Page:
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Trump's inauguration raises Israeli spirits, Palestinian fears

Watch now: Many Palestinians are wary of what a Trump White House [AFP]

Date of publication: 20 January, 2017

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Video: Protests took place in Nablus, Ramallah, and Hebron Thursday against Trump's pledge to move the US Embassy to Jerusalem, as Israeli forces placed on high alert on inauguration day
Hundreds took part in demonstrations in three Palestinian cities on Thursday calling on President-elect Donald Trump, set to take office on Friday, not to relocate the US Embassy from Tel Aviv to Israeli-occupied Jerusalem.

Crowds gathered in Nablus, Ramallah, and Hebron, in protests organized by Fatah, the dominant political party in the West Bank, and other Palestinian factions.

During a presidential campaign defined by off the cuff remarks, controversy, and hyperbole, Trump courted Israeli support and inspired concern among Palestinians by stating that he would move the US Embassy in Israel to Jerusalem from Tel Aviv.

This commitment was re-iterated by the billionaire property mogul during an interview with Israeli daily Israel Ha-Yom on Wednesday.

At demonstrations on Thursday, protestors carried banners decrying plans to move the US Embassy with chants including “We will not give up on our capital”, and “Oh Trump, listen, listen, you have to rescind your decision” ringing out from the assembled crowds.

Speaking at demonstrations in Nablus, Mahmoud al-Aloul, a Fatah Central Committee member, said that moving the embassy would have a detrimental impact on the Israeli-Palestinian peace process.

“Moving the American embassy to Jerusalem for the [Palestinians] would mean the abrogation of signed treaties with Israel,” Aloul said in comments published in Al-Quds Al-Arabi.

“The Palestinians cannot accept anything except for East Jerusalem as their capital.”

Translation: Citizens participate in demonstrations in the centre of Nablus in protest of the new US admnistration's intentions to move the US Embassy to Jerusalem.

Jerusalem hawkish mayor Nir Barkat praised Trump’s embassy plans, and accused outgoing President Barack Obama of “abandoning” the Jewish state

Rightwing Israelis celebrate

Figures within the Israeli administration however have been forthcoming in praise for Trump.

Some have gone as far as stating that his arrival in the White House will signal the end of “the notion of a Palestinian state”.

In a video message, recorded earlier this week, Jerusalem hawkish mayor Nir Barkat praised Trump’s embassy plans, and accused outgoing President Barack Obama of “abandoning” the Jewish state by pushing for a settlement freeze, and “surrendering to the Iranians and radical Islam” – rhetoric remarkably close to that promulgated by Trump during his own election campaign.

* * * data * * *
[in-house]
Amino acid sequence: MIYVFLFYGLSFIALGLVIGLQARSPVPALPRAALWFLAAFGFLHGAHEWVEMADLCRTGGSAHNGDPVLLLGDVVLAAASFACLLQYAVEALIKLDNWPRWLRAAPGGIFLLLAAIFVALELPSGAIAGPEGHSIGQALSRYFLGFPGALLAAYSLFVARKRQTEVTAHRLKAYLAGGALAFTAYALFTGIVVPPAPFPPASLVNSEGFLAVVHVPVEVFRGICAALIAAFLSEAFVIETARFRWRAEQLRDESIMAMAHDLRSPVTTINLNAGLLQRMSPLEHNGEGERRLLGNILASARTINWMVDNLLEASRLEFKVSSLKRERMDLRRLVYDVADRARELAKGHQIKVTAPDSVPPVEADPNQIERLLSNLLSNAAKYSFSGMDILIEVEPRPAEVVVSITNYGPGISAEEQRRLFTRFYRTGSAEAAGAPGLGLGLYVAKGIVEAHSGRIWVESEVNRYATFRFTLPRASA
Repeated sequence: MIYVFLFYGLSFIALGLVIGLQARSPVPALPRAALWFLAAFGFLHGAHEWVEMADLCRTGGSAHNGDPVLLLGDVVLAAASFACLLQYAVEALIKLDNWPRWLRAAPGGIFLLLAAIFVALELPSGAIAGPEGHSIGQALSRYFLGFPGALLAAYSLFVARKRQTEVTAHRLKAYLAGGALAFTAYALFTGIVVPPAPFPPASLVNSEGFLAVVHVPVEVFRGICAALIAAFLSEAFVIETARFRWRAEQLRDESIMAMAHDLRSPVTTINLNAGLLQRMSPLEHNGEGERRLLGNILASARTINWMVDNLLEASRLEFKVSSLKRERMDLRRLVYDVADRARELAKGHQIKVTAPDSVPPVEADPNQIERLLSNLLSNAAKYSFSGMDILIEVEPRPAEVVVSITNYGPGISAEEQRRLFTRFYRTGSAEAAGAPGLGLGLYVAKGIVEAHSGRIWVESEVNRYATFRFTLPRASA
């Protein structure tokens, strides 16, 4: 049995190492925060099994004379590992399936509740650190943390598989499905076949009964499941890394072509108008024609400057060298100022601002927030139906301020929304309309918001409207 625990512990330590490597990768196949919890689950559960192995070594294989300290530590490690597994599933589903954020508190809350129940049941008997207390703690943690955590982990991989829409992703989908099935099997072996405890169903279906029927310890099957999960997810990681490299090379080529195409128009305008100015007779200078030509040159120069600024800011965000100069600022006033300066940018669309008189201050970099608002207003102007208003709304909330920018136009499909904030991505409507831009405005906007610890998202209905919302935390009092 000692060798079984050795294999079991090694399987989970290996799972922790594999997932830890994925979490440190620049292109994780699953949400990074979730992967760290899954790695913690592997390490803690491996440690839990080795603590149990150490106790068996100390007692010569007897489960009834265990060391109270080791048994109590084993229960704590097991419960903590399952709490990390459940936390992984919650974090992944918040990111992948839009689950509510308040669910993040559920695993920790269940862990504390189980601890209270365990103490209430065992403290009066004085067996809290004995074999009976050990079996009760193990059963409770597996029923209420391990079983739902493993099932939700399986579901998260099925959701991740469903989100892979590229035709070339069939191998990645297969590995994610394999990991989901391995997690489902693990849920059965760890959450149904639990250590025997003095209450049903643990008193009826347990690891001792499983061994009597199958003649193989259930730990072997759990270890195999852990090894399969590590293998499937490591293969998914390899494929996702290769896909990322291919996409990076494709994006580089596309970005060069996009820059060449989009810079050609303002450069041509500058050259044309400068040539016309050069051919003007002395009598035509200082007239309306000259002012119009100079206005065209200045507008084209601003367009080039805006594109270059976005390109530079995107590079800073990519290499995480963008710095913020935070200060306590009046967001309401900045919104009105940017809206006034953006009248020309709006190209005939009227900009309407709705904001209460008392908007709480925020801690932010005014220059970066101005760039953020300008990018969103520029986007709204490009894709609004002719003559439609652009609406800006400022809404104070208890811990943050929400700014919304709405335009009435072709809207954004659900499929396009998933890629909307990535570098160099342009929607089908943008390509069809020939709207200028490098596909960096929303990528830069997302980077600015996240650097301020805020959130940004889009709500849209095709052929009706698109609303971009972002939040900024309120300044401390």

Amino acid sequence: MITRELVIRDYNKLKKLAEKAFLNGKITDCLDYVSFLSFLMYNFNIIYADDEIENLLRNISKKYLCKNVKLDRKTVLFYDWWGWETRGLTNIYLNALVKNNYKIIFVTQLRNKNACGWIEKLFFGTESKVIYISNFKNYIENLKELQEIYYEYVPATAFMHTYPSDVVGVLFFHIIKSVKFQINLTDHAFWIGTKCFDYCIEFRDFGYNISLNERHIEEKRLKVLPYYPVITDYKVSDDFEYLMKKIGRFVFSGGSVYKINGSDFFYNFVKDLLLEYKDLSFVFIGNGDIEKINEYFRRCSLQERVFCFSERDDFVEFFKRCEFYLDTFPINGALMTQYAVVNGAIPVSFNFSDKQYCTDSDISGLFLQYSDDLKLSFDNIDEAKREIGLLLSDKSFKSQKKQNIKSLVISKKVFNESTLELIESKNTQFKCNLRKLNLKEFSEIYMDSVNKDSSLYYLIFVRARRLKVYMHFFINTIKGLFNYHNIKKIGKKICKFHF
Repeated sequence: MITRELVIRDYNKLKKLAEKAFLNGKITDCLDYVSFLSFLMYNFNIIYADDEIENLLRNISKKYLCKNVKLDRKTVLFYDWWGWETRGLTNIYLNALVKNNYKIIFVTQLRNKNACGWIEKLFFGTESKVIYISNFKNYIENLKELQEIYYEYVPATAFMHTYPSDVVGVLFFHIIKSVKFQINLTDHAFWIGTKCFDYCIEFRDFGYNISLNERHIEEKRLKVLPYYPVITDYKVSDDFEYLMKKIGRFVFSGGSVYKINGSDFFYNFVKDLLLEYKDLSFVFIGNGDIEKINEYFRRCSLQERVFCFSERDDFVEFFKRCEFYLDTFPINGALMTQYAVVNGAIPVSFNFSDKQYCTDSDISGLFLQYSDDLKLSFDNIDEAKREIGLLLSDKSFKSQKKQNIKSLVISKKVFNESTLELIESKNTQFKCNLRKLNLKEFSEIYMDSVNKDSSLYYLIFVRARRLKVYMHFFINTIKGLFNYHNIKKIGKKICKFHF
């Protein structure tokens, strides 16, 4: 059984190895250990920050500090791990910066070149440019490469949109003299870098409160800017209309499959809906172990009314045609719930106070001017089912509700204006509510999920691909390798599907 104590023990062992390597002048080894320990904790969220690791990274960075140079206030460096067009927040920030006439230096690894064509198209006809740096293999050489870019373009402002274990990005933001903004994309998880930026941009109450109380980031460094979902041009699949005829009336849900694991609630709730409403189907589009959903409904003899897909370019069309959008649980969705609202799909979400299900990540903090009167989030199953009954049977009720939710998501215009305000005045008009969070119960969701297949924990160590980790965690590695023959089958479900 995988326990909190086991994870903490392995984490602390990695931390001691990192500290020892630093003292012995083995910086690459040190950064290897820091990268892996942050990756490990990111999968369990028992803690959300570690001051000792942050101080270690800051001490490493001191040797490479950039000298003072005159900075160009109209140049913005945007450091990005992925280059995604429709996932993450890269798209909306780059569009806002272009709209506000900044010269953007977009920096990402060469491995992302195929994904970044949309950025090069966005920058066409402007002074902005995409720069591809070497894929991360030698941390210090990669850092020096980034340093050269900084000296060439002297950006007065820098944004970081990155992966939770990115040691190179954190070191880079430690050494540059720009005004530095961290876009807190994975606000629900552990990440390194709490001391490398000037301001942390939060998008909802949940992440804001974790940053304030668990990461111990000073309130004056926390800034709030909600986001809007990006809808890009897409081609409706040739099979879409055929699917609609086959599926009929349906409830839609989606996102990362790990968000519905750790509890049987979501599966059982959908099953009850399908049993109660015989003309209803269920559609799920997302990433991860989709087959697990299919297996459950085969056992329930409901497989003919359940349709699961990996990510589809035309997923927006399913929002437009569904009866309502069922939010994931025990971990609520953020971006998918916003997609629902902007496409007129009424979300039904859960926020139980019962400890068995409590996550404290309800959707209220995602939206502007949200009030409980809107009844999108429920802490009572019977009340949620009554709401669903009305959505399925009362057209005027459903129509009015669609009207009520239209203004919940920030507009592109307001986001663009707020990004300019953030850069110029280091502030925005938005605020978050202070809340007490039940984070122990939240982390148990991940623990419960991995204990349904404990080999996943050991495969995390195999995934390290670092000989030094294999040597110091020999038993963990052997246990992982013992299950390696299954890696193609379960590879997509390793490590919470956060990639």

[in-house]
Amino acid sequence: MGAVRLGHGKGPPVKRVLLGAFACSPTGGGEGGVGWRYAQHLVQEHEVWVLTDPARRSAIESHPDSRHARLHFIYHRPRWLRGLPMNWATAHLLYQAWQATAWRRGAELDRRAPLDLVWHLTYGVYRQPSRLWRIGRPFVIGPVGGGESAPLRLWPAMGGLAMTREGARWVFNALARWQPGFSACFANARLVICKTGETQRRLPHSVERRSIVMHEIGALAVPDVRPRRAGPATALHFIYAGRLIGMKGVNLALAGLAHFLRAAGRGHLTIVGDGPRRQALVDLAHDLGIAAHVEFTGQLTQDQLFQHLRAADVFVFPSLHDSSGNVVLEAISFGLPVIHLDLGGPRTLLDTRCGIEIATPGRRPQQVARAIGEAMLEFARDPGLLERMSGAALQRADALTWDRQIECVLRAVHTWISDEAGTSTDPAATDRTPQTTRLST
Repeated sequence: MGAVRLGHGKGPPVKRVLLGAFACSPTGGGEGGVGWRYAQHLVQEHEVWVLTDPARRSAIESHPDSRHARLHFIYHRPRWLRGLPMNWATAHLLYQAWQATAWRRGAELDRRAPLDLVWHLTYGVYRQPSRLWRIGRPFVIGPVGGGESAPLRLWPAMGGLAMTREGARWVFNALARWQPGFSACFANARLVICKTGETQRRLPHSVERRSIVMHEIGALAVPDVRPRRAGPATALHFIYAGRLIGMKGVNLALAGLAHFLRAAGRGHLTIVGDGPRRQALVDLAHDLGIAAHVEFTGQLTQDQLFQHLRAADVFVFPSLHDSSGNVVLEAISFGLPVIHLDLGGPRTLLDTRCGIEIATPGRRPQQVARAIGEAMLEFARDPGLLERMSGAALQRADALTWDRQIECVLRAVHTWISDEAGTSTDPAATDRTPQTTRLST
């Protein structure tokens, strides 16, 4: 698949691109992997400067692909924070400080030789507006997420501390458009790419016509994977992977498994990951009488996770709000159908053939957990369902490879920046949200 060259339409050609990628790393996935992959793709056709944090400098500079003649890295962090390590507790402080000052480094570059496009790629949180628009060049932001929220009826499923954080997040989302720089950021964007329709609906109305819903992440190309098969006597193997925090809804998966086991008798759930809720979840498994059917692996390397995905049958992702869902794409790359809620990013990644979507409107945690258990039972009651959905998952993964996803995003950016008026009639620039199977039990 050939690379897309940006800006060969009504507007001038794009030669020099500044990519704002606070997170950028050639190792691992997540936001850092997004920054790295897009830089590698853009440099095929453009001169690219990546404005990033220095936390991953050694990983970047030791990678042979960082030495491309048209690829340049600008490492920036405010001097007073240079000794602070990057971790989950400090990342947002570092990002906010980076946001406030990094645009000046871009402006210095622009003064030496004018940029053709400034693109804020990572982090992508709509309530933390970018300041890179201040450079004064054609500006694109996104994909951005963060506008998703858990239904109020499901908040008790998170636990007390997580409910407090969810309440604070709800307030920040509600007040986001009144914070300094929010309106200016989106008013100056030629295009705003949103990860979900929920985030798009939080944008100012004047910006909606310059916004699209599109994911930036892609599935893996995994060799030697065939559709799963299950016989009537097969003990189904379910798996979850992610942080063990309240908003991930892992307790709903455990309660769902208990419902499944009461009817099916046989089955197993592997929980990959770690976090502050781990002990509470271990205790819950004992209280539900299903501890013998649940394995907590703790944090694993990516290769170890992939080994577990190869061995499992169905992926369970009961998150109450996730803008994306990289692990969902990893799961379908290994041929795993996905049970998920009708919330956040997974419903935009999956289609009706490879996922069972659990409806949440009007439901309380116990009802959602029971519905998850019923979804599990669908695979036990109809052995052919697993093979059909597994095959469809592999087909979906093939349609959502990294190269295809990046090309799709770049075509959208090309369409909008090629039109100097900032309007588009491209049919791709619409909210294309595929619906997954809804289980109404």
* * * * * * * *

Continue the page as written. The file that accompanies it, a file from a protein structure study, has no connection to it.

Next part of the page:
"This week, President Donald Trump enters the White House. Let's all welcome him together -- as our friend -- and thank him for his intentions to move the US embassy to Jerusalem thereby conveying a clear message to the world that Jerusalem is Israel's undivided capital,” said Barkat in the video, which was posted on YouTube, calling on fellow Israeli citizens to sign a petition of support for Trump’s plans to move the US Embassy.

“Let's make Israel - USA relations great again."

Despite raising hopes among many right-wing Israelis that his election will dash Palestinian aspirations of statehood, and alienating many Palestinians with calls for the US Embassy to be moved to Jerusalem, Trump has in fact expressed an intention to broker a peace deal between Israel and Palestinians.

However Palestinian concerns have hardly been alleviated by the appointment of Jared Kuschner, an Orthodox Jew and director of a family foundation that has made charitable donations to West Bank settlements, as Trump’s apparent go to man to bring about a peace deal between Israelis and Palestinians.

Speaking at a VIP Dinner in Washington on Thursday night – tickets to which were reportedly given to donors that contributed more than $1 million to the President-elect’s inauguration committee – Trump said that Kuschner, who is his son in law, was the best man for the job.

“If you can’t produce peace in the Middle East,” said Trump, “… nobody can.”

Hundreds of Israeli Americans expected to take part in a rally in Tel Aviv on Saturday – in solidarity with similar marches taking place in Washington

Israel divided

However, Israeli society is by no means united in its support for Trump.

Amongst those with reservations concerning a Trump presidency are hundreds of Israeli Americans expected to take part in a rally in Tel Aviv on Saturday – in solidarity with similar marches taking place in Washington – in opposition to the tycoon’s ascent to the White House.

Tensions between Palestinian communities and the Israeli state have been heightened in recent weeks with events in the Bedouin village of Umm al-Hiran, where clashes over the demolition of Palestinian homes have led to clashes and at least two deaths, a particular sore spot.

Israeli security forces are on high alert that Trump’s inauguration could spark further escalations of unrest and violence, wary that inflammatory remarks by both Trump, and local Israeli and Palestinian political figures could escalate the situation.

“We are preparing for an escalation in light of the elected president's speech,” said an unnamed security official in comments to The Jerusalem Post on Friday.

“We understand that his statements can exacerbate the situation in the field."

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